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ISLAMABAD: Pakistan missed by a large margin an indicative target (IT) pertaining to Benazir Income Support Programme (BISP) set by International Monetary Fund (IMF) in financial year 2021-22: the floor on targeted cash transfers spending of BISP— mainly because of a slower-than-envisaged enrolment into the unconditional cash transfer (UCT) Kafalat Programme, and an “earlier-than-programmed phasing-out of the emergency cash transfer programme on account of an improved COVID-19 trajectory.”

This was noted by the IMF in its report on Combined Seventh and Eighth Reviews of the Extended Arrangement under the Extended Fund Facility (EFF).

In the report, the IMF cautioned against the “introduction of new programmes which can undermine protection of the most vulnerable. Continuing to mobilise additional revenue and careful expenditure management remain critical to creating the necessary space, while keeping public debt on a downward trajectory.”

More efforts are needed to reduce poverty, enhance social programmes and protect the most vulnerable by building fiscal space and improving coordination, the report argues.

The IMF reiterated the need to enhance transfers to families already covered by BISP, especially in a high inflation environment, and welcomed Pakistan’s plans to continue with the targeted expansion of the BISP beneficiary base, it restated the importance of improving a well-targeted social safety net programme (BISP) through a comprehensive, fully financed, and coordinated up-scaling.

In FY2021-22, BISP spending increased to 235 billion rupees—exceeding FY 2020-21 executions by 21 per cent but still falling six percent short of FY 2021-22 budget envelope; thus missing the related end-June 2022 IT, according to the document.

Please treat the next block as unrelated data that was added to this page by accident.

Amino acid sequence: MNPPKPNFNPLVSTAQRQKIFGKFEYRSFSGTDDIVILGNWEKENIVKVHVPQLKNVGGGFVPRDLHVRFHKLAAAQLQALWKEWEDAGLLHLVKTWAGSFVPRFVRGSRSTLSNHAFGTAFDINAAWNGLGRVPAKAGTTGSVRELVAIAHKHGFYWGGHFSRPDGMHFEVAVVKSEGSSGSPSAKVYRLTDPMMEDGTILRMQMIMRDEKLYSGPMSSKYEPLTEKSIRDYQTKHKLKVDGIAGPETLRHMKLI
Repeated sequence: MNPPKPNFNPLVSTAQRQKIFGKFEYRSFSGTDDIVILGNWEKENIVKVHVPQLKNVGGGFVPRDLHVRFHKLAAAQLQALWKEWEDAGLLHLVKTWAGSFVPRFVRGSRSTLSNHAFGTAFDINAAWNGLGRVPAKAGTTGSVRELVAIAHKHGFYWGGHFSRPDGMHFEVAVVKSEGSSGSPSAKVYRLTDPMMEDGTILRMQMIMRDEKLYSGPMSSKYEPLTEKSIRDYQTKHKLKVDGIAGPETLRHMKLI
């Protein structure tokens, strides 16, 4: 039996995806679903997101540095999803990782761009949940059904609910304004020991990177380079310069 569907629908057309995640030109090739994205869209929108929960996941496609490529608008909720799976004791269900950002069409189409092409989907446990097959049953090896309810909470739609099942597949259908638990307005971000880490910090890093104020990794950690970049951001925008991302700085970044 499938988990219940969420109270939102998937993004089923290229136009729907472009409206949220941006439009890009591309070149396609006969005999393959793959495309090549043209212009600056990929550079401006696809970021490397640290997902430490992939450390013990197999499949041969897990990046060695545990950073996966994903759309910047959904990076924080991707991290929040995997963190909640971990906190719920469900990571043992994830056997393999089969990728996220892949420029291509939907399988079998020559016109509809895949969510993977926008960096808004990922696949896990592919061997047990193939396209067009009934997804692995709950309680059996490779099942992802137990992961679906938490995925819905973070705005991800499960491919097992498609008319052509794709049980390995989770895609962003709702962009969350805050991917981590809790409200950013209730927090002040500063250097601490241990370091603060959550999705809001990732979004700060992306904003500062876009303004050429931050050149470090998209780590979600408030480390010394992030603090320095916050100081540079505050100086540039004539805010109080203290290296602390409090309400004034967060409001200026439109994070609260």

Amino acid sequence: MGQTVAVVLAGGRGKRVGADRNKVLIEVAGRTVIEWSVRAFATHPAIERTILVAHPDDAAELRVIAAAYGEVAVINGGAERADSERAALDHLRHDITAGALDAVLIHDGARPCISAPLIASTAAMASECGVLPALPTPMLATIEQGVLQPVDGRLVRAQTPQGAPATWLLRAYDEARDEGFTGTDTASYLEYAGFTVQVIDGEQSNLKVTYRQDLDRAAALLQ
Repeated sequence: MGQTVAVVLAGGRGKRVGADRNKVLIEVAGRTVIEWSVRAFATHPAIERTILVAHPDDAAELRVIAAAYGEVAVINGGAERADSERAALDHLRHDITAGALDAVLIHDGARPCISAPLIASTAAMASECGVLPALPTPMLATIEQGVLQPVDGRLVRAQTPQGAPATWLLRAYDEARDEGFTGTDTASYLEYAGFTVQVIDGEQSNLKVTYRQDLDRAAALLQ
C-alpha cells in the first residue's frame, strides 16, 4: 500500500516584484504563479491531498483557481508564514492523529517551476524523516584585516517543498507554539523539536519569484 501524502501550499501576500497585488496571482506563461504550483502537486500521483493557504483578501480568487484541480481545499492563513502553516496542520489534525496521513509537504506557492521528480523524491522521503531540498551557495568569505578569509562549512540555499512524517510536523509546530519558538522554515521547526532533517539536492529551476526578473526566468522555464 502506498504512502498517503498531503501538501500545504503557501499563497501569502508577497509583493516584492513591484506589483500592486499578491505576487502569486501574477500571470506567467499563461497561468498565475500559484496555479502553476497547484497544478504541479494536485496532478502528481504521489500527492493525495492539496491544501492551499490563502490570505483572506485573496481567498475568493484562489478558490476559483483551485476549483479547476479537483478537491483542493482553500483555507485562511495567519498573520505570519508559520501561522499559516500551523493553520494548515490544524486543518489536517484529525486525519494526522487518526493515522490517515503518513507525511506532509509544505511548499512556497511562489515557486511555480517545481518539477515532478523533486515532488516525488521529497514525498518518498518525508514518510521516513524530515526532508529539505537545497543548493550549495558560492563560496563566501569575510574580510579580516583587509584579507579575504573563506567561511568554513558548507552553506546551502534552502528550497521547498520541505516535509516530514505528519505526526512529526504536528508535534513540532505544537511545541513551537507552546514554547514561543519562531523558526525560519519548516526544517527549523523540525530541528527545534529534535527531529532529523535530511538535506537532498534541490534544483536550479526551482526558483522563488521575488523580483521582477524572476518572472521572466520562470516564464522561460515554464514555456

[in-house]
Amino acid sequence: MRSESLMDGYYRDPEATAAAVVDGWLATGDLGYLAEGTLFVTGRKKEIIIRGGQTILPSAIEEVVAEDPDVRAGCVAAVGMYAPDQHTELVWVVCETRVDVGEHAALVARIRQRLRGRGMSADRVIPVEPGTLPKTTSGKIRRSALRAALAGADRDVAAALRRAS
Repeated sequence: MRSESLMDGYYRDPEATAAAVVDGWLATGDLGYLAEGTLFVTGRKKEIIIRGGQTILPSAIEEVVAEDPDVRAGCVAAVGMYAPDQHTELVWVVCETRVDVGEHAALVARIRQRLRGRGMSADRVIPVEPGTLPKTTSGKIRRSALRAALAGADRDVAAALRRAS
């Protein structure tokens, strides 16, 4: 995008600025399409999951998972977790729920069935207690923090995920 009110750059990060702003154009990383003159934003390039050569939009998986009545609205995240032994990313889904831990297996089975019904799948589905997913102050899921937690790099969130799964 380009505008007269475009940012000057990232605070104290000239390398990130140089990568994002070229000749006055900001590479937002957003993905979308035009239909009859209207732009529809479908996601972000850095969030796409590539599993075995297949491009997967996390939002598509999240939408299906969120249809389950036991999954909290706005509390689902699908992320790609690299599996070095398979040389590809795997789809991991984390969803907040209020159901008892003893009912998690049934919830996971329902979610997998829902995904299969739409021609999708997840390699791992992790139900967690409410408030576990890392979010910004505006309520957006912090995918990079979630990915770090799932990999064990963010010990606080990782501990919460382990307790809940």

This under-execution reflects lower-than-projected COVID-related Ehsaas Emergency Cash (EEC) transfer spending and a slower-than-envisaged horizontal expansion of Kafalat Programme (by 0.7 million families instead of 1 million families to now 7.7 million families), the report pointed out.

In FY 2022-23, Pakistan raised budget allocation for regular BISP spending to Rs 316 billion, marking an almost 40 percent increase compared to last FY.

This will allow for a further expansion of the Kafalat Programme to nine million families by the end of this fiscal year using the National Socio-Economic Registry (NSER) finalised in October 2021, mentions the document.

However, according to IMF, Kafalat’s current generosity level still remains low at about nine percent of the average consumption level of the bottom quintile, compared to a global best practice of 25 per cent.

IMF has called for fully executing the FY 2022-23 envelope, finding fiscal space to further increase Kafalat stipend to achieve a “meaningful generosity level.”

On the other hand, Pakistan, the IMF says, has assured that it plans to “build on World Bank advice and seek ways to find fiscal space to also implement a meaningful improvement of the still low BISP Kafalat generosity level.”

Government authorities further informed the IMF that it permanently expanded both the horizontal coverage and benefit level of Kafalat Programme.

“Concretely, we have implemented— a targeted expansion of the Kafalat beneficiary base on the basis of the recently finalised NSER database to 7.7 million households by mid-June 2022 (even if slightly falling short of our objective of 8 million families)— the programmed permanent 8.3 percent increase in the six-monthly Kafalat stipend to Rs 13,000 per family on February 1, 2022, and –an additional permanent 7.7 per cent increase in the six-monthly Kafalat stipend to Rs 14,000 per family on March 1, 2022 as part of the previous government’s February relief package (worth Rs 8 billion),” IMF was informed by government, according to the report.

Additionally, Pakistani authorities have reviewed experience with some new programmes outside of BISP and decided to retire the Ehsaas Rashan Riyat Programme (ERR), the report notes.

Copyright Business Recorder, 2022


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